In defense of his record, Prince says investments he made three years ago in Citi's capital markets business are now paying off nicely. In the second quarter of 2006, the investment banking arm earned $1.7 billion, up from $1.37 billion in the same quarter last year. The investment bank marked its 19th consecutive quarter as the No. 1 underwriter of combined debt and equity offerings. "The pendulum had swung pretty far to the conservative side," says Tom Maheras, CEO of Citi's Global Capital Markets group. "The balance between risk management and innovation is back."

Prince's biggest challenge is to project himself as a leader with a vision. According to one senior manager at Citi: "Chuck's big weakness is that he hasn't been able to make his case to the world outside."Meanwhile, talented people who are frustrated by the pace of growth are heading for the exits. A number of high-level executives, from advertising to investment banking, have left for such companies as Macy's (FD ), Barclays (BCS ), andJPMorgan, taking underlings with them. "We are increasingly concerned about the people who are leaving throughout the ranks, and we're wondering if Prince is the right guy to make this thing go," says Great Companies President Jim Huguet. Prince responds: "When you are making a lot of changes, you are by definition making someone unhappy." The bank says it has recruited many talented people to fill holes.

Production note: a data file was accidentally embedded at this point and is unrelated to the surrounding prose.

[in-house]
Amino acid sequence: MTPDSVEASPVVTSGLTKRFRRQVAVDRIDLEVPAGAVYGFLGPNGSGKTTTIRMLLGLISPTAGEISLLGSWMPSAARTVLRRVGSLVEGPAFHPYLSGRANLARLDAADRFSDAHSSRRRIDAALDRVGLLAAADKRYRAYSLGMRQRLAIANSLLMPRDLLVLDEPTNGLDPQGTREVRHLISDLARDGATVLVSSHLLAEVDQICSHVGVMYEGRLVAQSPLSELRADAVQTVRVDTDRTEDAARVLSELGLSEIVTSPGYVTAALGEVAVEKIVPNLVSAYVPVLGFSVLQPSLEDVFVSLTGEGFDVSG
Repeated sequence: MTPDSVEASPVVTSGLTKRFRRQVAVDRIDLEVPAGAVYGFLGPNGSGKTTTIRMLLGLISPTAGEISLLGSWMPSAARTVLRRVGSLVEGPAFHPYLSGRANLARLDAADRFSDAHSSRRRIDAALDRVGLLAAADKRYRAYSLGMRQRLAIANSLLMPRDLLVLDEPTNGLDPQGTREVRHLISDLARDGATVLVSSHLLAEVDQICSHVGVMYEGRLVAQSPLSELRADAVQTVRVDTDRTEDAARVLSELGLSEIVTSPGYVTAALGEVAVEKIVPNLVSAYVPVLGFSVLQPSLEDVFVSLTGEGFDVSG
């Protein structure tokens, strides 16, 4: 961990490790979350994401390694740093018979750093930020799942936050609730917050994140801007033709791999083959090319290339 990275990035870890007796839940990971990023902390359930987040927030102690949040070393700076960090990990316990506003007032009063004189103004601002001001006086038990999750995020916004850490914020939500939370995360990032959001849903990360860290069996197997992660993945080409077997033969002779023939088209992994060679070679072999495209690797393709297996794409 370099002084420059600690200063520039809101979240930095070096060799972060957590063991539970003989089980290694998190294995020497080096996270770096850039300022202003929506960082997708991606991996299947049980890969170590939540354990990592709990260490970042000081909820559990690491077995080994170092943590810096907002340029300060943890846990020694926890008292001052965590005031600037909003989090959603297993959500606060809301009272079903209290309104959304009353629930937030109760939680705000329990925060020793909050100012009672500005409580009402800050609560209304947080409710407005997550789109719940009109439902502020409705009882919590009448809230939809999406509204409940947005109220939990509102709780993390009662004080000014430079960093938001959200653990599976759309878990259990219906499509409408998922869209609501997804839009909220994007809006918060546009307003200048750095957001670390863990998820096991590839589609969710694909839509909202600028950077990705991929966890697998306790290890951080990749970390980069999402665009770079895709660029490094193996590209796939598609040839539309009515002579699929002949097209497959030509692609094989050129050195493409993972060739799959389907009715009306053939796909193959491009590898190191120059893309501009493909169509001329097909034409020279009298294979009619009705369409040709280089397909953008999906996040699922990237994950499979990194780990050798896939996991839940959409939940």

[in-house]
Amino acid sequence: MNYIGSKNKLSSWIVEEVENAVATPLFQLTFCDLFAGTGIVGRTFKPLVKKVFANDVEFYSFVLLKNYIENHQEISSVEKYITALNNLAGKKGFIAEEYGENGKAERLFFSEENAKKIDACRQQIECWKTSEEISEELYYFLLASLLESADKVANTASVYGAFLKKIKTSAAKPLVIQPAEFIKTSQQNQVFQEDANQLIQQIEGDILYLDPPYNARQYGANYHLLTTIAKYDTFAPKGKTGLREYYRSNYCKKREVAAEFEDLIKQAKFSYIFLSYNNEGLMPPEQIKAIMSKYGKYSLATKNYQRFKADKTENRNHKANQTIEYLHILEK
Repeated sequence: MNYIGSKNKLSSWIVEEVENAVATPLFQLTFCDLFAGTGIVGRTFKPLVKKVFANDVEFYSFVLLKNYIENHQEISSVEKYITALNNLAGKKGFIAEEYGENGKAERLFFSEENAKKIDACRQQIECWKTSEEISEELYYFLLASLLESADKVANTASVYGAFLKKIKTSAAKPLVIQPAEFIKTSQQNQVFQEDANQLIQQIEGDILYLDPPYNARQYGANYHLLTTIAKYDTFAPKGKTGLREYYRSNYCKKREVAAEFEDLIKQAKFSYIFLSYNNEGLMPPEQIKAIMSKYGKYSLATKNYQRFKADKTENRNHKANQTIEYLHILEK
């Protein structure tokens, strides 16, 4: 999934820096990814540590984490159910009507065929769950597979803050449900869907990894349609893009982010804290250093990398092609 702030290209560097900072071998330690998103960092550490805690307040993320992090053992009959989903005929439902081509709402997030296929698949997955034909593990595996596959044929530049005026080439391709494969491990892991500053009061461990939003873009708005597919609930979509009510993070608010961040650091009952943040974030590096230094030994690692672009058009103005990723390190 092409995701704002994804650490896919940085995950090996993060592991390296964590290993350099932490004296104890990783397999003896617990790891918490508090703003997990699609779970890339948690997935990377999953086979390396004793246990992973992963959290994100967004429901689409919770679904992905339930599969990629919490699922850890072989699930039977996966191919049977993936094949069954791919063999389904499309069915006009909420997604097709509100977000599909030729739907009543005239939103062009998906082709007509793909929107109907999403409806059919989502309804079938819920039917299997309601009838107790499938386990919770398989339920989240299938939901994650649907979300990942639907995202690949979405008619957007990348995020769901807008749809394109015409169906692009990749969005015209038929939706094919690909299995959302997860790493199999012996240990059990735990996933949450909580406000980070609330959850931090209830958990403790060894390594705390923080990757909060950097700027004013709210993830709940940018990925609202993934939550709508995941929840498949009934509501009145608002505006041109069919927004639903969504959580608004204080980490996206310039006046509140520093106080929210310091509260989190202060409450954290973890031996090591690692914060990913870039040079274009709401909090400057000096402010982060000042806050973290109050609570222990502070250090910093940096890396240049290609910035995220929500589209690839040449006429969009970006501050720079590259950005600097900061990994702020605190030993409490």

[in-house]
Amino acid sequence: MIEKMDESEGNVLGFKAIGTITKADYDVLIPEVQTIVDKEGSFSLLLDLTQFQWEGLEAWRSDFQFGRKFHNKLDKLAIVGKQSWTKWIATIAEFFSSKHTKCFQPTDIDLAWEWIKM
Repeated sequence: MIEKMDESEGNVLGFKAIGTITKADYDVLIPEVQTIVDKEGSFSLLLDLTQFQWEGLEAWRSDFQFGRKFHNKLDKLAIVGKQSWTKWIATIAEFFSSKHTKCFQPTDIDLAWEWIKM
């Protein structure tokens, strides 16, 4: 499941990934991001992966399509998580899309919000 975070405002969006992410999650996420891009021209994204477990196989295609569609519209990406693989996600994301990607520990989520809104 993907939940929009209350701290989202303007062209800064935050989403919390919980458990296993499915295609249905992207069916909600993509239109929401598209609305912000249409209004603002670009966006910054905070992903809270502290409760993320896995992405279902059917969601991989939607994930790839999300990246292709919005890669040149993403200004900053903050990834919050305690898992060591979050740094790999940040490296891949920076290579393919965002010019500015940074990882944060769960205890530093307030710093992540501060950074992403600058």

Of course, not everyone is pessimistic about Citigroup's prospects under Prince. Steve Neimeth, a senior portfolio manager at AIG SunAmerica Asset Management Corp., who manages more than $800 million in assets, says the stock is a good buy. It has a 4% dividend yield and trades at roughly 11 times 2007 expected earnings, with an annual earnings-per-share growth rate of 8% to 10%. With help from a surge in the Dow 30 stocks, Citi hit a 52-week high of 51.03 on Oct. 4. Neimeth likens the recent underperformance of Citi's shares to that of Merrill Lynch or Morgan Stanley when those firms were undergoing management upheavals: "You need to buy them when they are out of favor."

By Mara Der Hovanesian, with Maria Bartiromo in New York

— With assistance by Maria Bartiromo

    Before it's here, it's on the Bloomberg Terminal.